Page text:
A top-notch executive assistant helps keep an executive's life running smoothly. Perhaps not surprisingly, executive assistant jobs involve a range of important responsibilities, often including managing the boss's calendar, screening calls, scheduling meetings, preparing financial and data reports, and helping to coordinate projects — and this is just a partial list.
Exceptional executive assistants do it all. They’re technical whizzes, masters of time management and extraordinary team players who work well with all levels of internal management and staff. In short, an outstanding executive assistant is indispensable to an organization — which is why hiring the right one can be a challenge.
What do you need in an executive assistant?
The first step when recruiting for an executive assistant is knowing which skills and attributes are essential to your particular organization — and to you. Look for candidates who possess strong software skills, internet research capabilities and advanced proficiency with Microsoft Word, Excel and Outlook. Ideal candidates also should have a working knowledge of database management software, such as Microsoft Access and FileMaker Pro, or other specialized software used by your firm.
Because the person interacts with everyone from clients to vendors, an executive assistant should have excellent verbal and written communication skills. An executive assistant is often the go-to person in their boss's absence, so he or she should have good problem-solving and leadership skills. Since the assistant is sometimes privy to sensitive information, it's essential that this administrative professional can be relied upon to maintain strict confidentiality.
We can help you find top executive assistant candidates:
Find the right candidates
Of course, knowing what to look for in an executive assistant is one thing. Knowing the best way to hire one is another. Here are some tips for hiring a great executive assistant:
Pinpoint their duties
Be sure to list all the responsibilities in your job description that the executive assistant is expected to handle, and be specific. Do you require your executive assistant to give PowerPoint presentations or stand in for you at meetings? Will he or she be in charge of managing and training support staff? The job description should serve as the basis for the job posting, so the more detailed you are in writing it, the more effective it will be in attracting the right candidates.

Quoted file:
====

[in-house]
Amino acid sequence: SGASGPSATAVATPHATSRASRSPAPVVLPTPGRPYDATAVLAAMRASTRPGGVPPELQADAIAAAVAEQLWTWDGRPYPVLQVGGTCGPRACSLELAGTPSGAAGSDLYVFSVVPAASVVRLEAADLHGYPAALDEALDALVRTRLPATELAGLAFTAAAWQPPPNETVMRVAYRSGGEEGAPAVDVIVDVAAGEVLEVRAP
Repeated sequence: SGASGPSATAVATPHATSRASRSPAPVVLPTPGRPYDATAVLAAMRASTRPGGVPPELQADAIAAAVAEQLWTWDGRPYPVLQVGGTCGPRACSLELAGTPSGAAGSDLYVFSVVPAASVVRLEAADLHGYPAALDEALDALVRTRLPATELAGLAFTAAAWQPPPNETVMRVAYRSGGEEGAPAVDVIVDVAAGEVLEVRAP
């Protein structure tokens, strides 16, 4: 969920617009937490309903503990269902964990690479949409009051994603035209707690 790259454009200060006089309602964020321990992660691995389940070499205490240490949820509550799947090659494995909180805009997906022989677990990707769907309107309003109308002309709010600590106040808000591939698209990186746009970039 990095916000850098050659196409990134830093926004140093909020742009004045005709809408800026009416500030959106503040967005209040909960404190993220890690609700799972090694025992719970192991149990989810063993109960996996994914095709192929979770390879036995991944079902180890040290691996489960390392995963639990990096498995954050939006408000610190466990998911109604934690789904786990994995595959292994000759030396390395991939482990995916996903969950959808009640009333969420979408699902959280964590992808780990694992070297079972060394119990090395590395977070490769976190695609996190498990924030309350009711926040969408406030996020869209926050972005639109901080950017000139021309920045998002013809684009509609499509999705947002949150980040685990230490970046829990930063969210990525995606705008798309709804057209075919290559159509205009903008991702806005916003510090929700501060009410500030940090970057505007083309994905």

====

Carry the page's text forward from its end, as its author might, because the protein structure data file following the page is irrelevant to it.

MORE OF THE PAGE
Evaluate the candidate as a whole
When reviewing resumes, look to see if candidates have all the attributes needed for the position. Just because an applicant is an experienced administrative assistant, don't assume he or she has what it takes to transition to an executive assistant role. Both positions share a basic core skill set, but an executive assistant's role requires more initiative, problem-solving and self-discipline. When evaluating candidates for executive assistant jobs, dig deeper for indications of these and other skills by also considering activities like volunteering or involvement in professional organizations.
Fine-tune your interview questions
You can gauge whether a candidate is self-directed enough for an executive assistant position by assessing the way he or she answers thought-provoking questions during the interview process. Asking someone how he or she would handle an urgent matter if a senior manager couldn't be reached is a way to determine whether the candidate has the problem-solving skills needed for the job.
Finding a skilled executive assistant requires more time and expertise than most managers think. Consider using a specialized professional staffing agency to help you find the right person fast. Recruiters have access to a broader range of candidates for executive assistant jobs, can vet applicants more quickly, and can keep you abreast of the latest administrative hiring and compensation trends.